• In 2001, I left politics for a lacklustre stint as a PR and public affairs consultant – mainly as a means to fund my booze habit.
  • On October 2nd, 2006, I gave up drinking.  I wrote about it recently here. 
  • Since getting sober, I have often been severely, even debilitatingly, depressed. I wrote about that here.
  • In 2009, I left for New York City where I lived on and off for four years.  
  • In 2011, I took a three year contract to train and supervise an emerging generation of communications professionals in the Rwandan public service. An extraordinary experience. 

So yeah. My life’s been something of a shambles, punctuated by some interesting stuff and plenty of missed opportunities. If there’s one thing I want to take to my grave, it’s the dogged insistence that my life is what I made of it. No scapegoats, no excuses.   

While I readily concede that calling me “bitter” every time I open my mouth is as good an insult as any, it doesn’t have the added benefit of being even remotely true.  Given everything that's happened since, how can anyone seriously believe I have the reserves of cognitive or emotional energy to conjure feelings of bitterness – or any feelings at all, come to think of it – from events two decades ago?  

So why do people choose the ad hominem attack over engaging on the substance of arguments to which they object?  After all, I cop a fraction of what others with unfashionable views endure on a daily basis.  Sadly, personal vilification in lieu of argument is a ubiquitous feature of the modern discourse. 

On that point, I recently listened to a podcast discussion between noted atheist and philosopher, Sam Harris, and Yale Psychology professor, Paul Bloom. It’s a wide-ranging chat focussing on the ethical components of several high profile recent controversies.  It’s worth listening to in full (below).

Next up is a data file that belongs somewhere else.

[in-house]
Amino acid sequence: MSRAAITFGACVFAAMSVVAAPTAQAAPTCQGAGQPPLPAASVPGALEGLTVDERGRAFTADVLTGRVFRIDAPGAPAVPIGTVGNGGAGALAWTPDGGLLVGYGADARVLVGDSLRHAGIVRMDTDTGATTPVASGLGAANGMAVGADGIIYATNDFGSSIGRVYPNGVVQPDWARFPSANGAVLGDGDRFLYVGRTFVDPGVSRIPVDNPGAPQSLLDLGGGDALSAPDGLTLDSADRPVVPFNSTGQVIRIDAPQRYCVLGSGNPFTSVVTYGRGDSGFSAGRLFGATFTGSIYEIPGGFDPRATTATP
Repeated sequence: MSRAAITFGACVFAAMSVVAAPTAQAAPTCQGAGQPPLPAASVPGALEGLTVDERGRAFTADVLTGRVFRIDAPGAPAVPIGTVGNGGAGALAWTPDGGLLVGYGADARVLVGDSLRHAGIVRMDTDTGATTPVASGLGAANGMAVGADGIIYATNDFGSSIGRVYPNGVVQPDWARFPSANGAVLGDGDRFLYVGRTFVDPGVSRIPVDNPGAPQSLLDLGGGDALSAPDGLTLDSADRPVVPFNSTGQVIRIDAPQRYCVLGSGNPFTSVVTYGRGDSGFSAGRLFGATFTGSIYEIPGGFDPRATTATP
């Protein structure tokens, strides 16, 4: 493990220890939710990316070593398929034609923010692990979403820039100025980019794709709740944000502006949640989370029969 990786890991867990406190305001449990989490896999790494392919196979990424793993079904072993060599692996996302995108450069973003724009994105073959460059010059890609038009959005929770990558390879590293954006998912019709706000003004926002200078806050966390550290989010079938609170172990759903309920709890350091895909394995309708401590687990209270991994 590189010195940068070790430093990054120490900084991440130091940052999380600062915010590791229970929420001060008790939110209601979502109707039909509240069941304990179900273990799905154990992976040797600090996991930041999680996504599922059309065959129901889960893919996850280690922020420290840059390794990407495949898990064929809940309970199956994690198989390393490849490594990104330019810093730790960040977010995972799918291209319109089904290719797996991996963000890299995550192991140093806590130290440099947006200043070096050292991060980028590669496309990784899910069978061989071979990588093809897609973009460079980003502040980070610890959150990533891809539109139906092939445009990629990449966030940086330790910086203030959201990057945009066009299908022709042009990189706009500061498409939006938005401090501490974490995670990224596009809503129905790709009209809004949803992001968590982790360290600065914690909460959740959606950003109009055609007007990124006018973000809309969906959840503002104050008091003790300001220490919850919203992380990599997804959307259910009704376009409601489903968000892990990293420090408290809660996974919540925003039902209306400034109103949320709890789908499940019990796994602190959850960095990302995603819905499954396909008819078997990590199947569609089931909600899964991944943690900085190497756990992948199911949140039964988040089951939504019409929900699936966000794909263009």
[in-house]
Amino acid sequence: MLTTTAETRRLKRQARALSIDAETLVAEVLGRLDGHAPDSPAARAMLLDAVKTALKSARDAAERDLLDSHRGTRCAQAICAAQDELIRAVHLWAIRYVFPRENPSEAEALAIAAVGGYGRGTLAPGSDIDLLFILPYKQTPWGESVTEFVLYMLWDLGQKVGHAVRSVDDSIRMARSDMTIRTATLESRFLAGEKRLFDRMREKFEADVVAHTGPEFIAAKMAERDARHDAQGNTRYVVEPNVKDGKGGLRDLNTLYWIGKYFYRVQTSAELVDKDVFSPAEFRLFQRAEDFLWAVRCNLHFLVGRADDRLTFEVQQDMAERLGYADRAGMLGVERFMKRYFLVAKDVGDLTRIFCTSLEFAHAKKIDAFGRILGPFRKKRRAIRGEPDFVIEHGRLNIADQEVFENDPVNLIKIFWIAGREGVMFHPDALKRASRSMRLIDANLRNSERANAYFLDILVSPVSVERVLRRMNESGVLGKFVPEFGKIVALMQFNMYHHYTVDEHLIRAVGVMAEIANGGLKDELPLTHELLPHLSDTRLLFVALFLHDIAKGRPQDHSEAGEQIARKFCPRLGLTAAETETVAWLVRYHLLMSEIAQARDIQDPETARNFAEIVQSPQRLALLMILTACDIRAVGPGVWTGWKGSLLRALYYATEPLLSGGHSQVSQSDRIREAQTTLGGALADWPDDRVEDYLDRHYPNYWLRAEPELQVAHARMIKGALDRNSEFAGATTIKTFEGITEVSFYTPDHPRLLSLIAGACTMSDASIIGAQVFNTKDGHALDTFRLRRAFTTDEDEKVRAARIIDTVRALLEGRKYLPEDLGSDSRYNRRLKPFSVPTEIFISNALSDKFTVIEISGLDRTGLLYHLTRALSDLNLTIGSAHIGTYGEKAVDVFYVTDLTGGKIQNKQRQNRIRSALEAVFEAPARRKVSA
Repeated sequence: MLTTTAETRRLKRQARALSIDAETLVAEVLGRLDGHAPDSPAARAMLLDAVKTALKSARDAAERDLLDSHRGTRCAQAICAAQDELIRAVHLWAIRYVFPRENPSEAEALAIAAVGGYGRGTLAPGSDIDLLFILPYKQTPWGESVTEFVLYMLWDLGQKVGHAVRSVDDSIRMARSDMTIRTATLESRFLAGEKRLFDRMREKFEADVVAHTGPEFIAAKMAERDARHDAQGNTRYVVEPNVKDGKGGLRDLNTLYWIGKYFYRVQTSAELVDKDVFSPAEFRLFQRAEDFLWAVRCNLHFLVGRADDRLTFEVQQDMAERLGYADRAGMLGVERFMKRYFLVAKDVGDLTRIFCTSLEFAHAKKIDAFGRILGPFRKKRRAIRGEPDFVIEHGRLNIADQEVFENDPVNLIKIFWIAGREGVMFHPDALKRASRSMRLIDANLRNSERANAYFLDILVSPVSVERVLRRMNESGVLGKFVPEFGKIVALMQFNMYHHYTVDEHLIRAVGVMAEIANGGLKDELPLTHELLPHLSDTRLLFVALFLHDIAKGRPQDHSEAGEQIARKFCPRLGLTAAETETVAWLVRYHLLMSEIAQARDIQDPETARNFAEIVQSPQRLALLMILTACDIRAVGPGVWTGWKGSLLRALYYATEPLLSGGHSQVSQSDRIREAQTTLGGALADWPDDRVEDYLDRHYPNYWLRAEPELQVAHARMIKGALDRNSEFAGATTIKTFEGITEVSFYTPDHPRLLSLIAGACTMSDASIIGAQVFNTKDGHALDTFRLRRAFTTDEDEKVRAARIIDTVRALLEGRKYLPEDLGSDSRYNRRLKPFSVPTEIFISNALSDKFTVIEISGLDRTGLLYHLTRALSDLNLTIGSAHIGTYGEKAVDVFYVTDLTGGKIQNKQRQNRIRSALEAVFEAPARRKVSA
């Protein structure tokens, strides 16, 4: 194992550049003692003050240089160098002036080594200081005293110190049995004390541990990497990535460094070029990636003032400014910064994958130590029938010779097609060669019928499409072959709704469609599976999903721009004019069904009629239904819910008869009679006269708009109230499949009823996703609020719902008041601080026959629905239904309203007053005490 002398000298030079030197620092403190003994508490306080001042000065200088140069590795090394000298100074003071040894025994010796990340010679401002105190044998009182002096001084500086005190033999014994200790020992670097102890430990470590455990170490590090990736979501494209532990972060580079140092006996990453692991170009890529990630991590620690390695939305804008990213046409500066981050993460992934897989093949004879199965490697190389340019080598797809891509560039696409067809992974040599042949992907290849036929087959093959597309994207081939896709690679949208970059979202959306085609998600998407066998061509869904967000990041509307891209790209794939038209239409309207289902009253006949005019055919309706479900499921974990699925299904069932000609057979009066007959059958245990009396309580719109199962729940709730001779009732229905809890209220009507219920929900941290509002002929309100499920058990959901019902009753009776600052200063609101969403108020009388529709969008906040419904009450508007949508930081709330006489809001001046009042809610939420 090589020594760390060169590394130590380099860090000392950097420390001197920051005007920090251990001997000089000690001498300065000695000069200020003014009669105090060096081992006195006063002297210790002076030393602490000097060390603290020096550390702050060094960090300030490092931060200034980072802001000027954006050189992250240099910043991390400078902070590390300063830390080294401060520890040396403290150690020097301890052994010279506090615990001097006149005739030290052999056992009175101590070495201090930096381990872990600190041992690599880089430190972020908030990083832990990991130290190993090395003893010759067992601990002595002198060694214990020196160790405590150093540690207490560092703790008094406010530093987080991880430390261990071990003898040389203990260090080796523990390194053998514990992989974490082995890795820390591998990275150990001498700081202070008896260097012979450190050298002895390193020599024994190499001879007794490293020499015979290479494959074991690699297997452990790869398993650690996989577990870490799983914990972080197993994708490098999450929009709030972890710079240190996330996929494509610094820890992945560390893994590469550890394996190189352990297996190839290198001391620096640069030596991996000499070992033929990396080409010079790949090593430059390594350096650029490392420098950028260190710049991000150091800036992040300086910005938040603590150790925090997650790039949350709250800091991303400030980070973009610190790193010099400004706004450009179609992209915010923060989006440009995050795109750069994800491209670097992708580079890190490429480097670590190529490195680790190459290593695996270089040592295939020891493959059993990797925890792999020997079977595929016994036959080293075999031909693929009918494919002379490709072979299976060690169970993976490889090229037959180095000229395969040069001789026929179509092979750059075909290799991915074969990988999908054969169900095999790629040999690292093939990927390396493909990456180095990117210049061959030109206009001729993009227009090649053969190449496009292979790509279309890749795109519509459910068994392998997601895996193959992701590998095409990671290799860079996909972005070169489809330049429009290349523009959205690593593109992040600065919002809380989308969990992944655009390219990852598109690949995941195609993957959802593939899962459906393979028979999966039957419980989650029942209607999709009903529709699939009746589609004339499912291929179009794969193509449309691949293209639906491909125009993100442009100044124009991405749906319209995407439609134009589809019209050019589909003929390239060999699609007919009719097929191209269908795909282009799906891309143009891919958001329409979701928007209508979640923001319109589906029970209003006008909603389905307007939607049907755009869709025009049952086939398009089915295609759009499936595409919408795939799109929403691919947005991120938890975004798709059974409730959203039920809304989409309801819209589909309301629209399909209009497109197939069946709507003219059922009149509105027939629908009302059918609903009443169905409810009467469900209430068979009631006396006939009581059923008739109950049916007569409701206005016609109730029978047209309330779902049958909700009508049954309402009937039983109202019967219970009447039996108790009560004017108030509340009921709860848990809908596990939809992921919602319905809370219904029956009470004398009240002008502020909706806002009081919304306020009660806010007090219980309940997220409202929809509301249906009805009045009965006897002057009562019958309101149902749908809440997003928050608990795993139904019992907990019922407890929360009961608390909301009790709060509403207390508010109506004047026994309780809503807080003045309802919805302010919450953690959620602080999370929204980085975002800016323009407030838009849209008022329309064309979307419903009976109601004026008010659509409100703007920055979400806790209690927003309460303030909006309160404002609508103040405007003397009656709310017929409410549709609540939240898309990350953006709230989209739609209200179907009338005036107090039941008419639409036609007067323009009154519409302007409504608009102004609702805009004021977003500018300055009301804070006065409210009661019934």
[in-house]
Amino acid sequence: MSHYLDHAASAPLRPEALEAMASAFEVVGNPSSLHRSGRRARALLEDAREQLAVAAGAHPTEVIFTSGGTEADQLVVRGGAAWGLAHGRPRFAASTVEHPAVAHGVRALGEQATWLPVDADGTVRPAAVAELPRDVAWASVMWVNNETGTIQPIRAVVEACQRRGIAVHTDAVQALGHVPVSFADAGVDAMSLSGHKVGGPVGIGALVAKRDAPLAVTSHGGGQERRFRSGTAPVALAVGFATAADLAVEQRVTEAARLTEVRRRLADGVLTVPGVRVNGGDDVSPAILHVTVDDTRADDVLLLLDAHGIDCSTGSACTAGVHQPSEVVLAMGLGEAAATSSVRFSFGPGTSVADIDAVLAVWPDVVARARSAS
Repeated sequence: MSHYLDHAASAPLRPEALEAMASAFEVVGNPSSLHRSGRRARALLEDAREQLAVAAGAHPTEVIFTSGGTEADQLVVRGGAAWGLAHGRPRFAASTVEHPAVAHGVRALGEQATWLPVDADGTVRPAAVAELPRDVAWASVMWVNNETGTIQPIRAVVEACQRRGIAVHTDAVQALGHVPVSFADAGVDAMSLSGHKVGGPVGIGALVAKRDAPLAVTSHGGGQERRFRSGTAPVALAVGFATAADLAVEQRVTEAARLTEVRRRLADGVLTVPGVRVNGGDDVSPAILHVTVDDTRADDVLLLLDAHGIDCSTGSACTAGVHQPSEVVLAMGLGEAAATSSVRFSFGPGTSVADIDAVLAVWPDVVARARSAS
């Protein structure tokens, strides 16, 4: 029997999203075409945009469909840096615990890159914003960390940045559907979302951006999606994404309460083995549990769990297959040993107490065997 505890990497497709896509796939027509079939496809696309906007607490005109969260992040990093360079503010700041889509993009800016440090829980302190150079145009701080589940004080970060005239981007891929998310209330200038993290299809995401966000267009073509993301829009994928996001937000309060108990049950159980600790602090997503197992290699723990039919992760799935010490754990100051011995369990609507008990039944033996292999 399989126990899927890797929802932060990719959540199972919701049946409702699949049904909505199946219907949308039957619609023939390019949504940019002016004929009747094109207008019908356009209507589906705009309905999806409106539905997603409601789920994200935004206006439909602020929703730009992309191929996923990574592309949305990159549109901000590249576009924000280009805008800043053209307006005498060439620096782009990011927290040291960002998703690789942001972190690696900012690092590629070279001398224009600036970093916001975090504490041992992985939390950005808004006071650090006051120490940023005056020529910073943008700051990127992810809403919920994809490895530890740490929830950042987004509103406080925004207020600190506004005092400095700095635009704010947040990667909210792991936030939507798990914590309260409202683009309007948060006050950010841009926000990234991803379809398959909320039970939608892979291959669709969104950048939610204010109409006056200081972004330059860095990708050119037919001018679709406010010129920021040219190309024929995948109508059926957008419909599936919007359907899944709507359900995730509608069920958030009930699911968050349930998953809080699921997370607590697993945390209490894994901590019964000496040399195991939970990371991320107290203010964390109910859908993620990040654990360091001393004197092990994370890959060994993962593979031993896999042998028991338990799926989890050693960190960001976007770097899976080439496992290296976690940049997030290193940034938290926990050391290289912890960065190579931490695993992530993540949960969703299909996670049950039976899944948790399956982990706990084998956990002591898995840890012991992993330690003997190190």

Sam Harris, who is subjected to unrelenting torrents of abuse for his views on radical Islamism in particular, expressed bemusement at the degree to which his critics go after him personally but resolutely refuse to engage with the substance of his arguments.  Bloom, the thrust of whose academic work is that humans behave more rationally than usually acknowledged, has an interesting take. He asks Harris to consider how he would approach a hypothetical interaction with a Holocaust denier. Would we take time to weigh their views in good faith, or would we instantly conclude that possessing such views make this a bad person?  Harris agreed, as I do, that the latter is far more likely.  In this case, denying the truth of the Holocaust is such a reprehensible and offensive act that it is perfectly rational for us to want to deprive the person of legitimacy – not only rational, but the right thing to do.  

Bloom then asks: what if, to his critics, Sam Harris' views on Islam and religion are no less offensive than Holocaust denial is to us?  To Islamists and their allies, Harris is nothing short of a moral monster – and isn't it rational, when confronted with a monster, to hunt it down and destroy it?  

It's a compelling insight.  When I hear reports of ISIS throwing gay men off tall buildings, my instinct is not to engage in a back and forth about the scriptural justification for murdering homosexuals (for which there is plenty); it is to want to see ISIS destroyed.  

To Bloom, the desire to vilify or discredit people of opposing views can be rational, even justified in some instances. 

Circling back to the original point of this post, however, the problem for Labour is that they call in the attack dogs each and every time. All dissent amounts to apostasy.  Every critic must be acting in bad faith: they are embittered over a factional stoush twenty years ago; they harbour ulterior motives; they're on someone's payroll.  The impact on people like me who cop the abuse is neither here nor there; what should worry Labour supporters is that an ethos that delegitimises dissent makes reform impossible – and that, without reform, the party's future looks very bleak indeed.   

Internationalist by nature?

This answer popped out at me during Andrew Little's outwardly polished, albeit content-problematic, appearance on TVNZ's Q+A yesterday.